Watch Out for Gum Disease if You Have Heart Disease

Disclaimer: Results are not guaranteed*** and may vary from person to person***.

If you are already suffering from heart disease, then you may want to keep a close eye on your teeth as well. It may sound strange, but researchers have discovered that periodontitis (inflammation or infection of the gums, a.k.a. gingivitis) can increase the risk of heart attack in certain individuals. This oral condition is blamed for making heart medication useless, so sufferers can’t get the treatment they need.

 In a study from the University of Helsinki, researchers found two things. First, they found that giving long-term antibiotic treatment was effective at decreasing the risk of cardiovascular events in patients who were not suffering from periodontal disease.

 Second, unfortunately, the doctors also found that antibiotics were not effective enough at preventing heart attacks in patients who did suffer from periodontitis. Even with antibiotic treatment, these patients still had a 26% higher risk of suffering a future heart attack than those patients who didn’t suffer from the gum disease did.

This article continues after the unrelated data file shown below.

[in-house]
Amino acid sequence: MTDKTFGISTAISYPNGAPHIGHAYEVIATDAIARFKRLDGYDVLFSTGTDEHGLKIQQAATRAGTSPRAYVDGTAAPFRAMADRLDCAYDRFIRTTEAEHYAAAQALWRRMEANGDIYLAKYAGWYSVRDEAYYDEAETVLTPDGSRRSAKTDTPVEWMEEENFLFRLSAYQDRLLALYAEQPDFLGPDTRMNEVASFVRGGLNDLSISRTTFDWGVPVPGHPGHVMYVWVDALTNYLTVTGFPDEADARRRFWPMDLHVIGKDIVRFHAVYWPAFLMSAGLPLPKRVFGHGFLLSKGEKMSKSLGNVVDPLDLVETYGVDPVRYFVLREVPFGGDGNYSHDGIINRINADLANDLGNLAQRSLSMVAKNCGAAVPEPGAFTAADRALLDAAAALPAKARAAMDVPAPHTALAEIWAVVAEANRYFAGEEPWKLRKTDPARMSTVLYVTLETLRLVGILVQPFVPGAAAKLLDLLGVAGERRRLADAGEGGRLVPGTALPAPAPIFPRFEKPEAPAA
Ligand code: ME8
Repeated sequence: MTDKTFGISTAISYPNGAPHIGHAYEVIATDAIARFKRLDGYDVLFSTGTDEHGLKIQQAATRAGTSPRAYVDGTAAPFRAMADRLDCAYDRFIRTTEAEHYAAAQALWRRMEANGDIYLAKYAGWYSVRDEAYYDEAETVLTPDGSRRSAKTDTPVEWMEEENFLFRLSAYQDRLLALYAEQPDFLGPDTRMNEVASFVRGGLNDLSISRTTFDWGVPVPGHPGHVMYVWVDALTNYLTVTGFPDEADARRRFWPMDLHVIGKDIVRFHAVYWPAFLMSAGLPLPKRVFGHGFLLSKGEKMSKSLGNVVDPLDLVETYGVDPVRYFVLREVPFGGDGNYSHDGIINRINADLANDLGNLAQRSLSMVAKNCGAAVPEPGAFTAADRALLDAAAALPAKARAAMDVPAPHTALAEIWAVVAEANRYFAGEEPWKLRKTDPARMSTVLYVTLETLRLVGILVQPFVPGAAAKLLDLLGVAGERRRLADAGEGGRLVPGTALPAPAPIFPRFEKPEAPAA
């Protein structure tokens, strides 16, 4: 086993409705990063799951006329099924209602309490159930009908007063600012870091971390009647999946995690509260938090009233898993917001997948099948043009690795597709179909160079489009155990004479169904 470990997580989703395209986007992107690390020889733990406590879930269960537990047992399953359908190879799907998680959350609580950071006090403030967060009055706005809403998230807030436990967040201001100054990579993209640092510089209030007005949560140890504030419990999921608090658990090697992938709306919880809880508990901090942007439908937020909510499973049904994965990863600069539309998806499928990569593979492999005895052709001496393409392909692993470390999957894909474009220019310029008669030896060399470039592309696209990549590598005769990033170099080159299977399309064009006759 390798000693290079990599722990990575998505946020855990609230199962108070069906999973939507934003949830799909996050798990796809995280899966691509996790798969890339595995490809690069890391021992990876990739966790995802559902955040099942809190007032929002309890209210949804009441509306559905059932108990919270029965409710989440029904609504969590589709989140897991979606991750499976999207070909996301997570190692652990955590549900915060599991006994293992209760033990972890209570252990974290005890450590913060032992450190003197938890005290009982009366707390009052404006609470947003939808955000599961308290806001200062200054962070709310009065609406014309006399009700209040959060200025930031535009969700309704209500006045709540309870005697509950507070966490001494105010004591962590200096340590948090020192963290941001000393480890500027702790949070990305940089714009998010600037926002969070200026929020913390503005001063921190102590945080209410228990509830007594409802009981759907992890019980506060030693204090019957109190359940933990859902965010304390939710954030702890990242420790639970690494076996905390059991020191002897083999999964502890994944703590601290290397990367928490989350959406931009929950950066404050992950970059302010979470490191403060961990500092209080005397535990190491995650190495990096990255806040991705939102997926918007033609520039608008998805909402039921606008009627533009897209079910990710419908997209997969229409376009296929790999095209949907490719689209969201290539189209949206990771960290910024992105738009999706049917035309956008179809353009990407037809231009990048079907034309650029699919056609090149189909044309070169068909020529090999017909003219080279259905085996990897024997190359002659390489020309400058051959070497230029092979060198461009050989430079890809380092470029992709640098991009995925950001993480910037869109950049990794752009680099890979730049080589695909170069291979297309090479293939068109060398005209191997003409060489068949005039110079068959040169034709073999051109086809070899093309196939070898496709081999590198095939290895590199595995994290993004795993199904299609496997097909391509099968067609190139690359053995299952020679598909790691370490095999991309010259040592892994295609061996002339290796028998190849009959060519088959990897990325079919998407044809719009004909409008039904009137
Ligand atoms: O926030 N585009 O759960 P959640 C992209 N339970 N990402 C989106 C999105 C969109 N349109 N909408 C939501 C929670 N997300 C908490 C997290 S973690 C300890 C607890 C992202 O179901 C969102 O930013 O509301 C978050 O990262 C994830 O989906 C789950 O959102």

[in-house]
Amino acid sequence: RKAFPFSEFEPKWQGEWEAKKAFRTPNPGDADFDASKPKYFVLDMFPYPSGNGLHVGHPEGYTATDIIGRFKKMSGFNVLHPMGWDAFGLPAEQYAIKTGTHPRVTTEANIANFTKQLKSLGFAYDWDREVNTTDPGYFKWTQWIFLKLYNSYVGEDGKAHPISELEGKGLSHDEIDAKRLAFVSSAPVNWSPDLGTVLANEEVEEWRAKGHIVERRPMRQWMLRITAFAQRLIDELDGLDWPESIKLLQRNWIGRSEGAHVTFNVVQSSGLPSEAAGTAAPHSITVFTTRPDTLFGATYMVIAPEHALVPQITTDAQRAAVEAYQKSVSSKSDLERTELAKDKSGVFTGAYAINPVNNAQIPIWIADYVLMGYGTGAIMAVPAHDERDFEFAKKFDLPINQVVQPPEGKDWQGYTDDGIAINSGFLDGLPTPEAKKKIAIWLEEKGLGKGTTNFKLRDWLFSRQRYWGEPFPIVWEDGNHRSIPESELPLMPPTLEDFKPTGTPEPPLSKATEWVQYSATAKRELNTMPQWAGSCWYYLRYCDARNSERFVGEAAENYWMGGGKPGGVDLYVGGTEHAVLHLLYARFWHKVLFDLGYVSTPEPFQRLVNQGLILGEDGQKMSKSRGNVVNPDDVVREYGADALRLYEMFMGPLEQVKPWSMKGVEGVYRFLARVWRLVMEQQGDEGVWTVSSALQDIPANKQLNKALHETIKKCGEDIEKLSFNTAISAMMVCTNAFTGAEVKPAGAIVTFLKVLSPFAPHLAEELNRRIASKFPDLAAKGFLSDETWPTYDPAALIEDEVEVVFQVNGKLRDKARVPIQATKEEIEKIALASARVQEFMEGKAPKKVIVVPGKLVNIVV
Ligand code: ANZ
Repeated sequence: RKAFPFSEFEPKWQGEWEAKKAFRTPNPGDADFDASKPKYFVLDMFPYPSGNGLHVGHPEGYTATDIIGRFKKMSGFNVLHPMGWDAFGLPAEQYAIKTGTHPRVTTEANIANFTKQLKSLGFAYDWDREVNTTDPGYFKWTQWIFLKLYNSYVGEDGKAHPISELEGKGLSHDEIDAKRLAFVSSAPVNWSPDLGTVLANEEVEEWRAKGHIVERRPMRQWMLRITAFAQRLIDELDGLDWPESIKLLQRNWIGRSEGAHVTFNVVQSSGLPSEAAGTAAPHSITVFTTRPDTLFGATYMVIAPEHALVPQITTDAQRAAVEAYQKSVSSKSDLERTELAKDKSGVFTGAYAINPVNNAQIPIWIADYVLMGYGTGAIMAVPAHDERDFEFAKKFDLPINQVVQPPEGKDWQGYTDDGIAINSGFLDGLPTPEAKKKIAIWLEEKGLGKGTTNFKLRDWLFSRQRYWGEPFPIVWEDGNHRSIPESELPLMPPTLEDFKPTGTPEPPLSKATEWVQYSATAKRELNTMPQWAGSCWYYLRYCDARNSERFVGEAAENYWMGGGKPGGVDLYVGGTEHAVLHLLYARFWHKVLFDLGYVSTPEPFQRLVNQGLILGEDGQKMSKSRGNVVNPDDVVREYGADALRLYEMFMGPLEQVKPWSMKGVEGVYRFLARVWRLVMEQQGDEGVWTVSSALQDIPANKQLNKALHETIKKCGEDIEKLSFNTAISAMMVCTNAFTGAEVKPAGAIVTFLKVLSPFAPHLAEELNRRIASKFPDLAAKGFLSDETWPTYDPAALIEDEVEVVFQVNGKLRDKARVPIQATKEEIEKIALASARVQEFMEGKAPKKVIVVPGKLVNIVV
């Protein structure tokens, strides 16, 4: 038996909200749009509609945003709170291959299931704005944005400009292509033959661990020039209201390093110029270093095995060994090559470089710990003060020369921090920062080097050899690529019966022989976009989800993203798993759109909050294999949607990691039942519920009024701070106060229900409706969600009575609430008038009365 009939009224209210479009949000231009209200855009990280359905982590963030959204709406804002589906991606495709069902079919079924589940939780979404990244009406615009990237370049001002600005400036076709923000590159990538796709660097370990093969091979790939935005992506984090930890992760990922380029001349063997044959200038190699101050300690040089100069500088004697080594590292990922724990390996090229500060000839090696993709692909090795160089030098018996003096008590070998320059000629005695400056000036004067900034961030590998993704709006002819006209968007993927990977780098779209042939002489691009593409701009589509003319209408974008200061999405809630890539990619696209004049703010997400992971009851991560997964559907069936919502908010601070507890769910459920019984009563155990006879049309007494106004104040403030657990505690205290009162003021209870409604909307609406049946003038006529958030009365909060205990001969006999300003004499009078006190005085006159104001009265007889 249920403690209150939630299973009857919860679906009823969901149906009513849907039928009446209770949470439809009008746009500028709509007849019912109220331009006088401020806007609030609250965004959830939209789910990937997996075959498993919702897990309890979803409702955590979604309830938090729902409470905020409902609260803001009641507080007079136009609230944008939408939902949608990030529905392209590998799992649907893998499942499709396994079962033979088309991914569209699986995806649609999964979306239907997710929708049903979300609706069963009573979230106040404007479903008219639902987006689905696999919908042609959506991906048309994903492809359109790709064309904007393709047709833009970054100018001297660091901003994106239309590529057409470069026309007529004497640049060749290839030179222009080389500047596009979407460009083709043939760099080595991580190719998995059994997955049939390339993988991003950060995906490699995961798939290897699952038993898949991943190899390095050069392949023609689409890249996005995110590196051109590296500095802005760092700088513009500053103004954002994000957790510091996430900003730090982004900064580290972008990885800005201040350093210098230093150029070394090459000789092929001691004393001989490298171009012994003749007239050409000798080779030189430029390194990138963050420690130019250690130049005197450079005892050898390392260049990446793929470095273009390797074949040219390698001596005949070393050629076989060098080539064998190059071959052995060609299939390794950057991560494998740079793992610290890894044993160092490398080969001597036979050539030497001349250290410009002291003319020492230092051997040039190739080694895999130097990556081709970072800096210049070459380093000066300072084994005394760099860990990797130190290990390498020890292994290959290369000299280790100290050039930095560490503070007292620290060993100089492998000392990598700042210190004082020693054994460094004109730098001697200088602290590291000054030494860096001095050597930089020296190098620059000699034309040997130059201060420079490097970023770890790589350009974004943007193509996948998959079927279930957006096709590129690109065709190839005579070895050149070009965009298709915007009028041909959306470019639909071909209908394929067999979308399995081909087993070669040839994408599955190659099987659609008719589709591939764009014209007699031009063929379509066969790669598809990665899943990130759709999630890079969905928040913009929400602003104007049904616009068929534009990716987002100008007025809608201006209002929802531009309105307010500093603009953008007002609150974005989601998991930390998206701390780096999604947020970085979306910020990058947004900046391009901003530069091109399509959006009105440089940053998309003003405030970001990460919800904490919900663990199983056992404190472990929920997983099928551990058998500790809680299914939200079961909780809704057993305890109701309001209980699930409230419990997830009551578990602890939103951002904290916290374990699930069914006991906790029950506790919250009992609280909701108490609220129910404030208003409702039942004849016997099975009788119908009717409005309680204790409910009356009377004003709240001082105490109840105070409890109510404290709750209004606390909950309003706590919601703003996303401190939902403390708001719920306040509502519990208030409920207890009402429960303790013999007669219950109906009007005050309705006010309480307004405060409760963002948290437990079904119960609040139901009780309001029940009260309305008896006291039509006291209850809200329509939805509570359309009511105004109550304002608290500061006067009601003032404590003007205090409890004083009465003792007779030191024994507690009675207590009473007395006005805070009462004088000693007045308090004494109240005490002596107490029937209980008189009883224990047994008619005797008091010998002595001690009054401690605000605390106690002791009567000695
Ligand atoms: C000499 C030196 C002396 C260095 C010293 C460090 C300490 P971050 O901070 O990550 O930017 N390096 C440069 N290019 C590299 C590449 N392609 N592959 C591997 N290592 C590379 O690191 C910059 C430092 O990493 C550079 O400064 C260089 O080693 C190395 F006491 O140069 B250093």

The researchers suggest that certain patients suffering from heart disease should take long-term antibiotics in order to prevent heart attacks. However, when periodontitis occurs, the body’s defenses are lowered and the antibiotics are no longer enough to protect the damaged heart.

 Since periodontitis is a chronic condition, it can slowly lower the body’s defenses over a long period of time. Ignoring your oral health could put you at risk of suffering more cardiovascular events. That’s why it is important to see your dentist and doctor regularly if you have a heart condition.

 Also, it’s very important that you maintain good oral health and book regular dental appointments even if you have lost all your teeth. In fact, the research shows that half of the people who have lost all their teeth may suffer from another cardiovascular event. This is more people than those who have confirmed periodontitis and who also have their teeth.

 Talk to your dentist or doctor about how you keep your teeth healthy and your heart at its best.

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